Tethered Local

The simplest way to run a project locally is to use a local web server, but keep all other services on Platform.sh and connect to them over an SSH tunnel. This approach requires very little setup, but depending on the speed of your connection and how I/O intensive your application is may not be performant enough to use regularly. It will also require an active Internet connection, of course.

Local web server

For the local web server the approach will vary depending on your language.

  • For a self-serving language (Go or Node.js), simply run the program locally.
  • For PHP, you may install your own copy of Nginx (or Apache) and PHP-FPM, or simply use the built-in PHP web server: php -S localhost:8001 will start a basic web server capable of running PHP, serving the current directory, on port 8001. See the PHP manual for more information.
  • For other languages it is recommended that you install your own copy of Nginx or Apache.
  • A virtual machine or Docker image is also a viable option.

SSH tunneling

Now that we have the code running, we need to connect it to our services. To do so, open an SSH tunnel to the current project.

$ platform tunnel:open
SSH tunnel opened on port 30000 to relationship: redis
SSH tunnel opened on port 30001 to relationship: database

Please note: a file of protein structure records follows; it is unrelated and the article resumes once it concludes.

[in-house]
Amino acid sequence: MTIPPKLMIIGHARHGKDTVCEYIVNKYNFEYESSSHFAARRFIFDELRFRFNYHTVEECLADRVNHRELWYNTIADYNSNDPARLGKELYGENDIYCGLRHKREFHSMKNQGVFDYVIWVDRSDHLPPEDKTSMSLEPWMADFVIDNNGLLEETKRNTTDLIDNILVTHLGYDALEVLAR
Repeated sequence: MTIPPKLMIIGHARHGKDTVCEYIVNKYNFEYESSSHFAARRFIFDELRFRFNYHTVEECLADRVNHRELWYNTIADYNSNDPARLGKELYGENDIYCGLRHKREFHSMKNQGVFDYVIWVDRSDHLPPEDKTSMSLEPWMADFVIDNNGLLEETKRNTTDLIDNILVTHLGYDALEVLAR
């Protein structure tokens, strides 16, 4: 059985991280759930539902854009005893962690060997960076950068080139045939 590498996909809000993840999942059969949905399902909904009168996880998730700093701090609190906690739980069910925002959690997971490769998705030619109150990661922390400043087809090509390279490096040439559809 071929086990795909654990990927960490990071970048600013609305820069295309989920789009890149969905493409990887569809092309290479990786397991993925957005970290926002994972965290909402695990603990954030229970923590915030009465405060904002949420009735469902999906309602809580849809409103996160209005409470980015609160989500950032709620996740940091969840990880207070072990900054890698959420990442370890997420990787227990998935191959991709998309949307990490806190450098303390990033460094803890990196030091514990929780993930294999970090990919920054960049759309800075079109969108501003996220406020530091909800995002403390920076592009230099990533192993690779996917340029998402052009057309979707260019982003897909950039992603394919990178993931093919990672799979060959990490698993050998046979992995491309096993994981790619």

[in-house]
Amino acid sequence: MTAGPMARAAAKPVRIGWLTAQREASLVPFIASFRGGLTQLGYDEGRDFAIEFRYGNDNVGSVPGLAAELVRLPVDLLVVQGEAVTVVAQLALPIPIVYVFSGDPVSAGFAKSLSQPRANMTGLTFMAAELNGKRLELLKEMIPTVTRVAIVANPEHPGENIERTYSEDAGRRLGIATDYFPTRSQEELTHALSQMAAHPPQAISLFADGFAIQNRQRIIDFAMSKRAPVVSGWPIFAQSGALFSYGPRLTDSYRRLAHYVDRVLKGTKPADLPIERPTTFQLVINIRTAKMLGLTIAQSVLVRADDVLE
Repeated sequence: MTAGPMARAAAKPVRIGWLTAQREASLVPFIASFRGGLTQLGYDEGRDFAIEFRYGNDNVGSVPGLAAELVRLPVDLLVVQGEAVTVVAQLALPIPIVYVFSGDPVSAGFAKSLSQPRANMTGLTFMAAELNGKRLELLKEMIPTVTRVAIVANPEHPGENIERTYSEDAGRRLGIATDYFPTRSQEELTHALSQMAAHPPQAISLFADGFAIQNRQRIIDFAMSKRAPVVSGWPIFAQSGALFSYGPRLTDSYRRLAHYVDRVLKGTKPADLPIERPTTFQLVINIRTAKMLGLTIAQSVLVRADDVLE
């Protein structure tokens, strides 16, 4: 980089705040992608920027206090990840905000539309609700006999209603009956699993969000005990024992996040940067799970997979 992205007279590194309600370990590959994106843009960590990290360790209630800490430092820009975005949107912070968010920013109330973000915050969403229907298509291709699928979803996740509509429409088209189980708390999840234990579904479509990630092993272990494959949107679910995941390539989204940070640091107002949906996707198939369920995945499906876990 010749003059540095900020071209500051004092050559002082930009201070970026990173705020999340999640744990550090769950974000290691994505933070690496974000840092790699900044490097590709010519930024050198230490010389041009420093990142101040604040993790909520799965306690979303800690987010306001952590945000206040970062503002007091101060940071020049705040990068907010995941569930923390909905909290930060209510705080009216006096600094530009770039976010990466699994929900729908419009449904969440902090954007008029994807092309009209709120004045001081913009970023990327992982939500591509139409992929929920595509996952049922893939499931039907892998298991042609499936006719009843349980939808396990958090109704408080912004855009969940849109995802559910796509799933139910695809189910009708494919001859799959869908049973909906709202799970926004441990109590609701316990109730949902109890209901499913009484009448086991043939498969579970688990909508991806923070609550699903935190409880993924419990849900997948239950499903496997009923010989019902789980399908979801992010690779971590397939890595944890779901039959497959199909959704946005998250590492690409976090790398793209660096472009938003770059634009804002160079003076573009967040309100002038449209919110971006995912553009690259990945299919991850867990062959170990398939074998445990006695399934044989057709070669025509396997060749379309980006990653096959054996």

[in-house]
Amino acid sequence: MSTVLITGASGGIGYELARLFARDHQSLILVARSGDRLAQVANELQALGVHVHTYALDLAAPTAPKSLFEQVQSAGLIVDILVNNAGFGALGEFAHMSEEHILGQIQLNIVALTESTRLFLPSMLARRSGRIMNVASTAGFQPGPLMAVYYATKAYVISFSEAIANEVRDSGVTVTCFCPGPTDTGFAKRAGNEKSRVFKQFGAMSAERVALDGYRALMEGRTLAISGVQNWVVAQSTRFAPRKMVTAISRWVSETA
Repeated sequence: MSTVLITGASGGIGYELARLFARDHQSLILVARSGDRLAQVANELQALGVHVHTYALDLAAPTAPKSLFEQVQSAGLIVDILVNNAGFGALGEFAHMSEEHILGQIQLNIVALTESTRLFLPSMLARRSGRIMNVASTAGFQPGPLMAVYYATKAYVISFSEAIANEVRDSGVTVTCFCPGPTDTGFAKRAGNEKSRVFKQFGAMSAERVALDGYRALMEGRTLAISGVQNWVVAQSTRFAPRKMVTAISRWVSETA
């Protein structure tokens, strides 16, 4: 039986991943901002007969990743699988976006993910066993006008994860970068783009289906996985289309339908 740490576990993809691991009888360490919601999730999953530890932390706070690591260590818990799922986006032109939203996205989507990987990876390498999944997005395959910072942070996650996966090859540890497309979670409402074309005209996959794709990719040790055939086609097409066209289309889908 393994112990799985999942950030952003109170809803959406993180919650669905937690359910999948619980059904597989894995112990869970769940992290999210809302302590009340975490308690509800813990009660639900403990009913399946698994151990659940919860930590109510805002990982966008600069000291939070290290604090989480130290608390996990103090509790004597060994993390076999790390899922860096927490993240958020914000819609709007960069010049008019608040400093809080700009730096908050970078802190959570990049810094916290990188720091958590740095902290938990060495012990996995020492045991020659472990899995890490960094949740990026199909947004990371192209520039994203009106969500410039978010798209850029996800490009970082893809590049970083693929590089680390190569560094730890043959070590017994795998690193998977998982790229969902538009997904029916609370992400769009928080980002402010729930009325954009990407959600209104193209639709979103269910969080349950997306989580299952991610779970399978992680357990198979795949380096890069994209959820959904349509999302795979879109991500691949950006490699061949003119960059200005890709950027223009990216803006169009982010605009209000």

Logs are written to: ~/.platformsh/tunnels.log

List tunnels with: platform tunnels
View tunnel details with: platform tunnel:info
Close tunnels with: platform tunnel:close

note The platform tunnel: commands require the pcntl and posix PHP extensions. Run php -m | grep -E 'posix|pcntl' to check if they're there.

Now you can connect to the remote database normally, as if it were local.

$ mysql --host=127.0.0.1 --port=30001 --user='user' --password='' --database='main'

The specific port that each service uses is not guaranteed, but is unlikely to change unless you add an additional service or connect to multiple projects at once. In most cases it's safe to add a local-configuration file for your application that connects to, in this case, localhost:30001 for the SQL database and localhost:30000 for Redis.

Alternatively, you can read the relationship information directly from the Platform.sh CLI in your application using platform tunnel:info --encode, at the cost of that process call each time you do so. The return value is a string encoded exactly the same way as the PLATFORM_RELATIONSHIPS environment variable on Platform.sh.

PHP
Python
<?php
if ($relationships_encoded = shell_exec('platform tunnel:info --encode')) {
    $relationships = json_decode(base64_decode($relationships_encoded, TRUE), TRUE);
    // ...
}
import json
import base64
import subprocess

encoded = subprocess.check_output(['platform', 'tunnel:info', '--encode'])
if (encoded):
    json.loads(base64.b64decode(relationships).decode('utf-8'))
    # ...

After the tunnel(s) are opened, you can confirm their presence:

platform tunnel:list

You can show more information about the open tunnel(s) with:

platform tunnel:info

and you can close tunnels with:

platform tunnel:close